A man with a lengthy history of crime successfully argued himself out of KRCC and into a federal prison for a longer sentence, something he said is a bid to get help.
Leon Muir, who turns 30 on Saturday, pleaded guilty to forging a signature on a credit card that was not his. The credit card was stolen in April this year from a car. Muir used it to buy gas, cigarettes and a lottery ticket.
Muir is already behind bars at Kamloops Regional Correctional Centre for an unrelated property offence. He was sentenced in May to two years prison, less a day.
Crown prosecutor Sarah Firestone recommended a five- to six-month jail term for the credit card fraud, to be served at the same time as his current sentence.
But Muir and his lawyer, Jeremy Jensen, asked judge Stephen Harrison to instead levy a six-month maximum term — on top of the time to which he’s already sentenced.
Any sentence of two years or more must be served in a federal prison.
Jensen said he tried to counsel Muir out of the move, calling it the first time a client has ever asked for more jail time.
“He’s unequivocal that a federal sentence is his best option.”
Muir has a lengthy criminal record for property and violent offences encompassing “his entire adult life,” Jensen said.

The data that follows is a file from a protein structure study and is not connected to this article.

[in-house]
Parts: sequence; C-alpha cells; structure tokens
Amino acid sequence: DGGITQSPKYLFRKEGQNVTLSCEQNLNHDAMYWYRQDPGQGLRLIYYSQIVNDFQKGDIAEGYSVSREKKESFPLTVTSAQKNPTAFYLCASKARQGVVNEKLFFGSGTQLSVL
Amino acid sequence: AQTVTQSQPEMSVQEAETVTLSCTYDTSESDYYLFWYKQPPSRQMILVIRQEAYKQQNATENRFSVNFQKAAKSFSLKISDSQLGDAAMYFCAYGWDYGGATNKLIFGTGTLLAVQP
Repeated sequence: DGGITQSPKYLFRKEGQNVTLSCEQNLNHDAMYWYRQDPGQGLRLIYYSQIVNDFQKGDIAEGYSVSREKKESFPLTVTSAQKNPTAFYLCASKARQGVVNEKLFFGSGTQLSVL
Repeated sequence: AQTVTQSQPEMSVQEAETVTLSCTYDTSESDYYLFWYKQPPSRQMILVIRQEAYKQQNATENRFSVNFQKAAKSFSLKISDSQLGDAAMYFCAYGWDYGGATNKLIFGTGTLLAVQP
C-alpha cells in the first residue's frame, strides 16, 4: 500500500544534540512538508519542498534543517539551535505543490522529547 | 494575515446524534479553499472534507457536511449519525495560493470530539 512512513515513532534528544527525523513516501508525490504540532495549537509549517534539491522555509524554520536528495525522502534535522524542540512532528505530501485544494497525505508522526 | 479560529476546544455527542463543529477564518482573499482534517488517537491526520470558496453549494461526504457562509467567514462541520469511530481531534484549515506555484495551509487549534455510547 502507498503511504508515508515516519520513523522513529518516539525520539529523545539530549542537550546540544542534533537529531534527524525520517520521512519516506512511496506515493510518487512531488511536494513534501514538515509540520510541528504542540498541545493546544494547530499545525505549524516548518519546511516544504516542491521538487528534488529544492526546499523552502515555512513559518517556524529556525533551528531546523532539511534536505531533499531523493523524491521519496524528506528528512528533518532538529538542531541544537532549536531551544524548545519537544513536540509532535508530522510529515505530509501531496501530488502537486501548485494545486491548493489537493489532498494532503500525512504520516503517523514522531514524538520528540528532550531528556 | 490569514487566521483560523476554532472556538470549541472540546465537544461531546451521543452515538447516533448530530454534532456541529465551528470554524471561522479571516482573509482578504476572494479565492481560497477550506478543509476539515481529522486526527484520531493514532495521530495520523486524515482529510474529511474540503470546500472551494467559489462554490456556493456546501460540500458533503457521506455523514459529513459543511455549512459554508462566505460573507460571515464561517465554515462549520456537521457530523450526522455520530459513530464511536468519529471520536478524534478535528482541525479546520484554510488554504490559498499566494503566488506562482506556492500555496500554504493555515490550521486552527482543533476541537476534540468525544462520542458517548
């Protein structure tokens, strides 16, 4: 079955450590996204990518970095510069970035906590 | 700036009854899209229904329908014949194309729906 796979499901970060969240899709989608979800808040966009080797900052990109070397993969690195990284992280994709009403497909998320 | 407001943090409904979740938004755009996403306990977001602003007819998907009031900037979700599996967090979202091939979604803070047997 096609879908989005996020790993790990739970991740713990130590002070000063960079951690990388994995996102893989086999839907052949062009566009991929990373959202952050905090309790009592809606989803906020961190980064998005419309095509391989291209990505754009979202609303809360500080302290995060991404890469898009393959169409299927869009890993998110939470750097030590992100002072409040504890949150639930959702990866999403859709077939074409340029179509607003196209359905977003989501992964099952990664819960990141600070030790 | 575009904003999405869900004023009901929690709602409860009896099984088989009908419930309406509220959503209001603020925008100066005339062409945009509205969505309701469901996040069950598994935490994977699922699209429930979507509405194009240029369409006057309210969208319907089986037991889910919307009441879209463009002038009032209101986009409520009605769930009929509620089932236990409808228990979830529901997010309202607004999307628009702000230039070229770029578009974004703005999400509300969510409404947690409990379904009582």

“I’ve been in the provincial system for years,” Muir said, after he was asked by Harrison to speak.
“Nothing works for me there. Nothing happens. When I’m released, funding isn’t there.”
Muir argued there is better access to psychologists and psychiatrists in federal jail and well as programming. He said there is also housing support after inmates are released on parole.
“I’m going to get in the federal system so I can get the help I need there.”
Harrison said Muir “articulated good reasons” for the longer sentence, which he granted.
By opting for the six-month sentence and federal jail, Muir will effectively get no credit for the time he’s spent since May at Kamloops Regional Correctional Centre.
Dawn Hrycun, executive director of John Howard Society in Kamloops, predicted Muir will get more help in federal jail, based alone on the time he will now spend there.
A longer federal sentence mean there is more time for counseling in jail.
KRCC is at double its designed inmate capacity. But there is not a doubling of assistance, Hrycun noted.
“Institutions are so full that not everyone can get access to programming,” she said.
“In one way what he’s saying is true… . They’ve (KRCC) got more beds than what they can provide programming for.”
Hrycun also said there has been a breakdown in connections between provincial jails and community services helping offenders in and out of jail since the B.C. Liberals took office a decade ago.
In some cases, Hrycun said offenders argue for federal time because they have friends in those prisons.